An earthquake that struck Tuesday in a rural area near the Idaho-Montana border was felt as far away as Helena and was followed by multiple aftershocks, but no damage was immediately reported.
The main quake struck just after noon Tuesday 4 miles northeast of Lima, Montana, a town of about 230 people along Interstate 15 in the southwestern corner of the state. It had a preliminary magnitude of 4.4 and was about 6 miles deep, U.S. Geological Survey research geophysicist William Yeck said.
“That potentially could cause some damage, but generally 4.4 is in the ‘felt’ range, but not damaging,” he said.
Earthquakes of magnitude 2.5 or 3 are usually the smallest that are felt by people. It generally takes a magnitude 5 earthquake or larger to cause structural damage, USGS geophysicist Don Blakeman said.
People 134 miles north in Helena and 87 miles south in Idaho Falls, Idaho, reported feeling the quake, according to USGS data.
The main quake was followed by a series of aftershocks, the largest a preliminary magnitude 3.5 quake that struck about three minutes later, according to the agency.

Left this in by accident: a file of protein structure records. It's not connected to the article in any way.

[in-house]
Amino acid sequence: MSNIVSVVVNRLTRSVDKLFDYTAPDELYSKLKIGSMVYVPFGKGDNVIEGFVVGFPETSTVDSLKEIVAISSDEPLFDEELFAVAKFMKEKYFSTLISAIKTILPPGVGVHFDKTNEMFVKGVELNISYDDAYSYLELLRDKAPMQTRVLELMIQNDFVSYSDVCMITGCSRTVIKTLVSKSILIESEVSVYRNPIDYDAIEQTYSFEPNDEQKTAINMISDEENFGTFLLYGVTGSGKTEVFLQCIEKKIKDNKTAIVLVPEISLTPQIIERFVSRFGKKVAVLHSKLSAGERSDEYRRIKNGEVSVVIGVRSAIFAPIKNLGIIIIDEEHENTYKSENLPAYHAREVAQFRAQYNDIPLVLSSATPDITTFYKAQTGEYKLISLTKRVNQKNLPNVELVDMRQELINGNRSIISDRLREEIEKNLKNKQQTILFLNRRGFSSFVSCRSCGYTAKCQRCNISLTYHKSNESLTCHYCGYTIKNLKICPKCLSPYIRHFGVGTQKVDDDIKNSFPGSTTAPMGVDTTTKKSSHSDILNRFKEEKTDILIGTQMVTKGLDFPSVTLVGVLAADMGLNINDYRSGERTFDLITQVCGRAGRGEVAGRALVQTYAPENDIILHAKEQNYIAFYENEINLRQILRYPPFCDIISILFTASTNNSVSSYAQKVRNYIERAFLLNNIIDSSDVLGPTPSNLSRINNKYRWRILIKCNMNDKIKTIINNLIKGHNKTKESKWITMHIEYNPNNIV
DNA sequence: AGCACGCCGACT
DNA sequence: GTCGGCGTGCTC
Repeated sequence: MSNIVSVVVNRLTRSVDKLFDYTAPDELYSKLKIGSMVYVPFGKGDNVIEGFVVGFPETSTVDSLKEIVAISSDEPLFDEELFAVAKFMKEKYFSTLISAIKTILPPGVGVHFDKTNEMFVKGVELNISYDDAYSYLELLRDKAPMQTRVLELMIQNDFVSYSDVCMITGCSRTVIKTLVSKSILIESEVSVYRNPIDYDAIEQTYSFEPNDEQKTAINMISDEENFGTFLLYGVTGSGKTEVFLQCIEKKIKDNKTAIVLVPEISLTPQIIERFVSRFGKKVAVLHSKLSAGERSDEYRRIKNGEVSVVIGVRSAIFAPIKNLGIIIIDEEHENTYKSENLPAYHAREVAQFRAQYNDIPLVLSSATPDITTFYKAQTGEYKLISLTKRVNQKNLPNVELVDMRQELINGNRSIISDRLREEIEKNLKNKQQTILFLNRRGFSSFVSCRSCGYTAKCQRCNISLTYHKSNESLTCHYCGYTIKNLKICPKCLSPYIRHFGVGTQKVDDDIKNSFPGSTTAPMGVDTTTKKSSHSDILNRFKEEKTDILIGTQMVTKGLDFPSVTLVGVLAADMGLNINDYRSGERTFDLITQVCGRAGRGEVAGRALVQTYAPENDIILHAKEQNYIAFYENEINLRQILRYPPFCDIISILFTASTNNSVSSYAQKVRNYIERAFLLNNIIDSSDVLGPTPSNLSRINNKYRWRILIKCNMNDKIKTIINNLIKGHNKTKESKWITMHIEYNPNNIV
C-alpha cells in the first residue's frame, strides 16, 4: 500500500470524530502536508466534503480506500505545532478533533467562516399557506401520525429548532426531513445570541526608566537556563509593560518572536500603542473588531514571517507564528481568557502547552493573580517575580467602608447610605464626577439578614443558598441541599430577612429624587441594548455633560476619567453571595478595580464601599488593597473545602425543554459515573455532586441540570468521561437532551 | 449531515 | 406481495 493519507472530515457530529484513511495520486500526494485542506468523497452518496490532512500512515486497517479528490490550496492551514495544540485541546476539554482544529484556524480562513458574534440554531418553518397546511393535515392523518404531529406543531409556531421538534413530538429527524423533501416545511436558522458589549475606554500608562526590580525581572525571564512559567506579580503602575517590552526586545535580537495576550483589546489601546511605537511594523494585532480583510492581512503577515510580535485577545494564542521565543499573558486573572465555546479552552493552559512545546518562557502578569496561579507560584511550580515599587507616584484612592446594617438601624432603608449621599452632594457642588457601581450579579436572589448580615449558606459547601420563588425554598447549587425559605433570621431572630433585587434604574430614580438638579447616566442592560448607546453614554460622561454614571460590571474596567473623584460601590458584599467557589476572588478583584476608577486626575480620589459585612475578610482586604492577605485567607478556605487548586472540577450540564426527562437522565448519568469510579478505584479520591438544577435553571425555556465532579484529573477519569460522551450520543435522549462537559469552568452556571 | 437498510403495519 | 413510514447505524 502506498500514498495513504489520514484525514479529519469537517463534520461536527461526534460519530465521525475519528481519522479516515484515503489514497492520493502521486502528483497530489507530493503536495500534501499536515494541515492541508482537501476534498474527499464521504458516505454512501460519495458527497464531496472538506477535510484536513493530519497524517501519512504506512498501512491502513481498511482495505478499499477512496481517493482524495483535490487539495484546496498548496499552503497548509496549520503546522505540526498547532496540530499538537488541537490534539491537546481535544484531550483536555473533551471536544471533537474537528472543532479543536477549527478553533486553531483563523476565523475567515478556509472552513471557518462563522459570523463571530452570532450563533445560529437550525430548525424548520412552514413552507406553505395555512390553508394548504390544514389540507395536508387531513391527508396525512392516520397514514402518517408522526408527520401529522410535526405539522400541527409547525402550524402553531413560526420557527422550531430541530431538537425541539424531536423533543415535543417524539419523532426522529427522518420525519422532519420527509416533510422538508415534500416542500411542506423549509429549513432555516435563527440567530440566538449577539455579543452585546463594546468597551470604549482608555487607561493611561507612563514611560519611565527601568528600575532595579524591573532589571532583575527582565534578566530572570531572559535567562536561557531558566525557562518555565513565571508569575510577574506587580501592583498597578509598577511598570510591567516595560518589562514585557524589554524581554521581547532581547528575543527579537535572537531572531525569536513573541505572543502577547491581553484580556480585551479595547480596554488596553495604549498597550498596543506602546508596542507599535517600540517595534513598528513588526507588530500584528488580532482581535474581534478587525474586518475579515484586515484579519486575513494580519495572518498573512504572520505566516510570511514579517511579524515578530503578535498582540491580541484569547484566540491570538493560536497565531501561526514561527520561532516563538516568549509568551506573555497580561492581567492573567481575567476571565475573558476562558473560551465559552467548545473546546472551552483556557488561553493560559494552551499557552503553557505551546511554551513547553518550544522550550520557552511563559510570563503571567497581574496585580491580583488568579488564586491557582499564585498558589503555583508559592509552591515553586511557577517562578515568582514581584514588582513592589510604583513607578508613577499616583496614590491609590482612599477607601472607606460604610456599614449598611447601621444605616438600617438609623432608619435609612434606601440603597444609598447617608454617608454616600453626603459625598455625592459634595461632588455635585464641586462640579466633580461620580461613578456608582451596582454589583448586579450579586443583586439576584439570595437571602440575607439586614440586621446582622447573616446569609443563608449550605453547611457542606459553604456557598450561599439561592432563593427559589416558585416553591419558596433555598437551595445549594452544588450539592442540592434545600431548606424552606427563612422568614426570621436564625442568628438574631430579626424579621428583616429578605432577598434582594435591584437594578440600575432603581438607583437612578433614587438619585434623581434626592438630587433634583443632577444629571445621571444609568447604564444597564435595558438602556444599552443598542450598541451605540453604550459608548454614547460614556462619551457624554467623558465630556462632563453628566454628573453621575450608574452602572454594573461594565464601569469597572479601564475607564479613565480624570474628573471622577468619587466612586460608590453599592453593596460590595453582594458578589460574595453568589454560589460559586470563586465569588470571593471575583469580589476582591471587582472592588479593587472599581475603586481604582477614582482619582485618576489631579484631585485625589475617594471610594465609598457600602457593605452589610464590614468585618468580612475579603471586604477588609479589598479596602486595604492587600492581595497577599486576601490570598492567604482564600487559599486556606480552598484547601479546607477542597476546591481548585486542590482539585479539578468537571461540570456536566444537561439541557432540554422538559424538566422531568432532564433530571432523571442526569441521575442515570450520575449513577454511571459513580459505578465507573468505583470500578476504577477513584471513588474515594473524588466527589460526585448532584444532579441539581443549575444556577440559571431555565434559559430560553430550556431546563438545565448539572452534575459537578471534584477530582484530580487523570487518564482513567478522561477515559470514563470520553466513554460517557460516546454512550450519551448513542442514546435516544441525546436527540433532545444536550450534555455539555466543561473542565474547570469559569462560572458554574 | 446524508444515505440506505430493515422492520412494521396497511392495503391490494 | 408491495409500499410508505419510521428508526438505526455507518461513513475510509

Mike Stickney, the director of the Montana Bureau of Mines and Geology’s Earthquake Studies Office, said he recorded about a dozen aftershocks within 90 minutes of the main earthquake, and there are likely to be more shocks over the next several days.
Stickney said the activity is happening along a seismic zone called the Centennial Tectonic Belt that stretches from just outside Yellowstone National Park through southwestern Montana and into central eastern Idaho.
Small earthquakes are common along the belt and are only occasionally large enough to feel, he said.
The last major quake to strike along that belt was the magnitude 6.9 earthquake in central Idaho in 1983, Stickney said.
“This is a reminder that we live in earthquake country,” Stickney said. “Being prepared is never a bad idea.”
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